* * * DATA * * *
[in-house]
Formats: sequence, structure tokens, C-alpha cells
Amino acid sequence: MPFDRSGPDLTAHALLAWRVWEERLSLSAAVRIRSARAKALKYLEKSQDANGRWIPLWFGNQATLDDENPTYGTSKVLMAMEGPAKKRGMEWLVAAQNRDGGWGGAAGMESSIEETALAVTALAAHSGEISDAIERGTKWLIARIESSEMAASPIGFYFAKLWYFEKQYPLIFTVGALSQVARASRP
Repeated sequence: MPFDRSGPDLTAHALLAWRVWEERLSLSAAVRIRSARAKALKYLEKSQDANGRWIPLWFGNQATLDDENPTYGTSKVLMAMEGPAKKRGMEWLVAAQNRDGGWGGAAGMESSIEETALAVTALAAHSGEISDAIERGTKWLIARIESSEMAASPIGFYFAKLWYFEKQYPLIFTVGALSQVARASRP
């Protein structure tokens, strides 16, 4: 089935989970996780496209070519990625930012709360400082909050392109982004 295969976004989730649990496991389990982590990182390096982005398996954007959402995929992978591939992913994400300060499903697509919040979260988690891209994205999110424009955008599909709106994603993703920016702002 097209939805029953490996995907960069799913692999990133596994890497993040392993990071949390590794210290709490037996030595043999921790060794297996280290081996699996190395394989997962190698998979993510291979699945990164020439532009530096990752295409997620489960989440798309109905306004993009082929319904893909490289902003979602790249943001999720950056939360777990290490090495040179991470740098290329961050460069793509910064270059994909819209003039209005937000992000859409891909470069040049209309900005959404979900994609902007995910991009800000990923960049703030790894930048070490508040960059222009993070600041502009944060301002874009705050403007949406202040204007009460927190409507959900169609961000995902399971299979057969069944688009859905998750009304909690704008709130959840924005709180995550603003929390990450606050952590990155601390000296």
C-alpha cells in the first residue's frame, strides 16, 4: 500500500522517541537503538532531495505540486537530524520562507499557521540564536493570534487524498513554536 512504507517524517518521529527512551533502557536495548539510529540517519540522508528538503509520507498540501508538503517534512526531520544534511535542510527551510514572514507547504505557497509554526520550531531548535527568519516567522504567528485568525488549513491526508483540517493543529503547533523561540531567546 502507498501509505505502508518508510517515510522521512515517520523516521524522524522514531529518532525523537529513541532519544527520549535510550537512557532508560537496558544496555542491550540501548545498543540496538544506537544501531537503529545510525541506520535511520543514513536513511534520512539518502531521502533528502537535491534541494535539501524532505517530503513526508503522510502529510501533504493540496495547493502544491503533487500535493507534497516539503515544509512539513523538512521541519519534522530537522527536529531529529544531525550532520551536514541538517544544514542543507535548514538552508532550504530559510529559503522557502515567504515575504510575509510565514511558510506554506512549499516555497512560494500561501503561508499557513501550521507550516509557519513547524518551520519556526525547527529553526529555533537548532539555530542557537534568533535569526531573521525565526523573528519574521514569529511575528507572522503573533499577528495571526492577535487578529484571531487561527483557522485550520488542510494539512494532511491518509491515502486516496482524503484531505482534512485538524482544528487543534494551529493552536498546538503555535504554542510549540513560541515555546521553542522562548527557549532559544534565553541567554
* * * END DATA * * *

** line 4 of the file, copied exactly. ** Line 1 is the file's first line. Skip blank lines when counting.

Repeated sequence: MPFDRSGPDLTAHALLAWRVWEERLSLSAAVRIRSARAKALKYLEKSQDANGRWIPLWFGNQATLDDENPTYGTSKVLMAMEGPAKKRGMEWLVAAQNRDGGWGGAAGMESSIEETALAVTALAAHSGEISDAIERGTKWLIARIESSEMAASPIGFYFAKLWYFEKQYPLIFTVGALSQVARASRP